Read the full interview: http://www.sevenoaksmag.com/questions/09.html

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News :: Elections & Legislation : Media

How blogs are changing electoral politics

These days, everybody has one. Your friends have them, profs have them, journalists have them. Even Noam Chomsky has one. Moby does too. Therefore, it should come as no surprise that many politicians are also jumping on the latest Internet trend. In the United States, the campaigns of both President George W. Bush and Democratic Party nominee John Kerry feature blogs, also known as weblogs, on their official websites. During their candidacies for the leadership of the Canadian Liberal and Conservative parties, respectively, Prime Minister Paul Martin and Belinda Stronach also kept blogs.

Read the full story: http://www.sevenoaksmag.com/features/08_blogging.html

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Announcement :: Drug War & Pharmaceuticals : Miscellaneous

Were you damaged by Schering Plough's interferon treatment?

Class action lawsuit forming over the severe damage caused by use of Schering Plough's interferons on Hepatitis C sufferers. Ed Masry, Erin Brockovich's lawyer is on board to fight for you. Fill out this form and make them pay.

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News :: Crime & Police

"VCU Student Charged with Vandalism" OR "Richmond Refuses To Be Smart About Graffiti"

A quick summary of some of the facts known about the arrest of Refuse to be Smart's creator, including the estimated number of people that see the rollered letters in question daily.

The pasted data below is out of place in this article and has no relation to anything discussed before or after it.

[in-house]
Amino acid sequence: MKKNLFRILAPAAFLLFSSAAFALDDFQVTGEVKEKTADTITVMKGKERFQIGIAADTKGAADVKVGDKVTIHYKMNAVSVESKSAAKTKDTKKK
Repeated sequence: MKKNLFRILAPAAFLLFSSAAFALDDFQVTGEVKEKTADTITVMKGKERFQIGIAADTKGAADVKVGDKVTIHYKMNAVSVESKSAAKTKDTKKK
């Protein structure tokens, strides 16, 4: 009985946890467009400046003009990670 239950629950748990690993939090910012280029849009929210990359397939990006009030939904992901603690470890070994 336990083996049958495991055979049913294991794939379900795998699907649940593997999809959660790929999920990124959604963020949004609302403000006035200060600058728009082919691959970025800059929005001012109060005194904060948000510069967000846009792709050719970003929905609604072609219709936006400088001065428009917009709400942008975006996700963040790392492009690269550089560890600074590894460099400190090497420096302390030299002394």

. . .Which is seriously really useful information. I'm glad to know our city is putting some real elbow grease into solving the problems of life in Richmond.

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News :: Civil & Human Rights : Crime & Police : Labor & Class : Protest Activity

Support GW Students Arrested for Defending Worker Rights!

Today, at 2pm -- just a few hours ago -- the Metropolitan Police Department of Washington, D.C. arrested a dozen student activists from the George Washington University and Georgetown University as they urged the George Washington University to take a stand on workers' rights!

Please send the message below to GWU President Trachtenberg and call his office at 202-994-6500!
Demand that he drop the charges against the students and agree to their demands!

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Commentary :: Right Wing

Fatal Blind Spot

As Richard Clarke's testimony demonstrated, the Bush administration believed their own campaign rhetoric instinctively rejected the Clinton administration's hard-won wisdom as worthless.